When the Kids in Need Foundation approached Treasures 4 Teachers – recently selected to be one of their 40 U.S. National Resource Centers – for an artist to create two fine-art pieces as part of its annual fundraiser, T4T founder Barbara Blalock didn’t hesitate.
She selected Kathie Kelly, an Ahwatukee resident and former high school and Kyrene Elementary Schools art teacher whom she’d known for nearly 10 years.
“I chose Kathie because she’s been a member of Treasures 4 Teachers for years, and her reputation in the artist community is impeccable,” said Blalock, who started the nonprofit a decade ago in her Ahwatukee home. Now it is housed in a 20,000-square-foot facility in Tempe.
“I’ve seen her work, and it is amazing,” Blalock added. “She has a huge heart, and I just knew that she would appreciate being able to give back through her art.”
That giving back melds well with Kelly’s agenda these days, busy as they are.
Formerly an art teacher at the shuttered St. Paul’s Academy in Phoenix, Kelly was Kyrene’s traveling art teacher, serving Cerritos, Ninos and Mirada elementary schools.
She now teaches art at approximately 10 senior living centers throughout the East Valley and Scottsdale, and holds weekly art classes for adults and children in her Ahwatukee home. Kelly also provides professional and fun guidance with her popular group-painting parties.
The two artworks she’s painting for the KINF were to be completed this week.
One of the paintings will be auctioned off Sept. 12 at KINF’s 22nd anniversary gala in Minneapolis, and the other will be auctioned to benefit T4T at a later date.
The Kids in Need Foundation, established in 1995 and headquartered in Dayton, Ohio, distributes needed school supplies to kids who would otherwise go without. This is done through 40 U.S. Resource Center locations.
Helping provide supplies for needy children is nothing new to Kelly, and one of the reasons she has been a staunch supporter and member of Treasures 4 Teachers.
“As an art teacher teaching kids since 1996, I’ve been using Treasures 4 Teachers for years. I know it’s really important for teachers to be able to go in and get needed supplies. I was significantly able to stretch art budgets by going there and getting many useful things to make artwork with,” she explained, adding:
“Presented with unique supplies and an artistic direction, kids are so creative. They come up with better ideas than I do.”
But that praise discounts Kelly’s own creativity. She is adroit in oils, acrylics, watercolors and sculptures and mosaics.
“But right now, I’m focused on painting,” she laughed.
Mesa High School graduate Kelly became interested in art while working at a local hobby store where one of her coworkers was a portrait painter. Kelly sought out an oil painting teacher to learn how to paint and met Betty Huff, a Mesa artist who gave painting lessons in her home.
Her painting career had begun.
“I did that for two years and then went to Mesa Community College, where I majored in art,” she recalled. “I took a wide variety of art classes, not just painting. I learned, studied and worked with ceramics, 3-D design, drawing, and more.”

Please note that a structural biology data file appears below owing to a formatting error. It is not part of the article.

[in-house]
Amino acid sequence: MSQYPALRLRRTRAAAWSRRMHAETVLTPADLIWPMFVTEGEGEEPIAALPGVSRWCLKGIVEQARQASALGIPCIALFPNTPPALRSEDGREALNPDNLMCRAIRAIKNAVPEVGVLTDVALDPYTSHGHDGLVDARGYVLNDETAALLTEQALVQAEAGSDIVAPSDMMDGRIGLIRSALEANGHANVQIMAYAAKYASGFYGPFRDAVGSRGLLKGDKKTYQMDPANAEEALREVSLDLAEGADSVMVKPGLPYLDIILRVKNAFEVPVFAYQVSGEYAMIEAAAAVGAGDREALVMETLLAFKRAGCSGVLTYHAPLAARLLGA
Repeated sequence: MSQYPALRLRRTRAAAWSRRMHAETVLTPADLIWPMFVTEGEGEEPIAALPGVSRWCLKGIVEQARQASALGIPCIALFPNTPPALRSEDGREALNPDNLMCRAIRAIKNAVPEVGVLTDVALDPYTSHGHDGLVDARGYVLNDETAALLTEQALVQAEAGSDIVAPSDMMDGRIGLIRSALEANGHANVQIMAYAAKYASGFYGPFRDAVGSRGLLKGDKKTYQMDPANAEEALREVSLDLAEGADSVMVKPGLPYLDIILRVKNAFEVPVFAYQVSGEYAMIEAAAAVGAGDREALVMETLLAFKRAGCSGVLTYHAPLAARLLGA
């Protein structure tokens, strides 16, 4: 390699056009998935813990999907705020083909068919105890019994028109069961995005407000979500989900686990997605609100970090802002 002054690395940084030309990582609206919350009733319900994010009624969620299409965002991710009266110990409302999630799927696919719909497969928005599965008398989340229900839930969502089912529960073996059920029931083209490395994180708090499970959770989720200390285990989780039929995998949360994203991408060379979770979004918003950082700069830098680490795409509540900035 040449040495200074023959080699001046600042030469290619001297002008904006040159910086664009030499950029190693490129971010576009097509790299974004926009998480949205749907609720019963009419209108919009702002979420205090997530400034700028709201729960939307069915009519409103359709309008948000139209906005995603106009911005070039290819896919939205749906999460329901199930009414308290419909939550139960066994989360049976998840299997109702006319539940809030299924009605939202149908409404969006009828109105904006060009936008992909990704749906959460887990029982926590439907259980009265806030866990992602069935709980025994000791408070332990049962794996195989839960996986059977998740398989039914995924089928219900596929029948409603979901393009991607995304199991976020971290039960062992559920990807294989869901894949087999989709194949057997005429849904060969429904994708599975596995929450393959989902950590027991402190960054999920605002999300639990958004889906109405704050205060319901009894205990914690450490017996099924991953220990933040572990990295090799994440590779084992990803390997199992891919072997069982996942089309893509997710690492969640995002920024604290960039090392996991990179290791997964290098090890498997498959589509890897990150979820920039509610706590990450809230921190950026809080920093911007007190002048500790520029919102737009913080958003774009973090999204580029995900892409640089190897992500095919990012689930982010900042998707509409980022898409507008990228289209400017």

When her husband, Steve, accepted a job in Texas, the couple decided it was an appropriate time for her to pursue a degree. She earned a B.A. in fine arts from the University of Texas with painting as her major and art history her minor.
In 1995, the couple purchased their home in Ahwatukee. It is there she holds adult classes every Friday at 1 p.m., and children’s art classes Saturdays at 3 p.m., both 90 minutes in duration.
“I have a studio upstairs, but I do art classes in my family room and dining room. My husband has been so nice to let me spill over into these rooms,” she said.
Painting pretty much dominates her busy schedule.
“If I have sufficient time, I prefer oils but when I’m rushed, like with this project, I like acrylic,” she said. “Because I know how to handle the materials, I can push the envelope. After all, I’ve been painting since I was in my early 20s.”
She said the KINF guidelines require the work be on 24-by-30-inch canvases.
“They said I could paint anything I wanted as long as I used their materials and products,” she said.
Kelly was provided with six canvases and eight tubes of paint from Daler-Rowney and also received “nice, quality brushes.”
A spring trip to Payson and a more recent visit to Flagstaff had already supplied her with photographs of flowers and trees she’d snapped.
She’s using these as inspiration for the new paintings.
“I’ve got two paintings already underway, and with the other canvases, I can see what I want to donate to the foundation and Treasures 4 Teachers,” she said.
For T4T head Barbara Blalock, the foundation’s selection of Kelly was fitting.
“I love how it comes full circle with Treasures 4 Teachers starting in Ahwatukee, and an artist that’s been selected in Ahwatukee,” she said.
Along with KINF, Dixon Ticonderoga Company, established in 1795, is working with 10 resource centers to help make the 20 fine art pieces a reality. Other products used by the artists include Canson and Maimeri, which, along with Daler-Rowney, are among Dixon Ticonderoga art and office supply companies.
Dixon Ticonderoga company donates up to $1.5 million in products annually to KINF resource centers.
To view a sampling of Kathie Kelly paintings, or to learn more about the artist and/or her art classes, see ArtLessonsforYou.com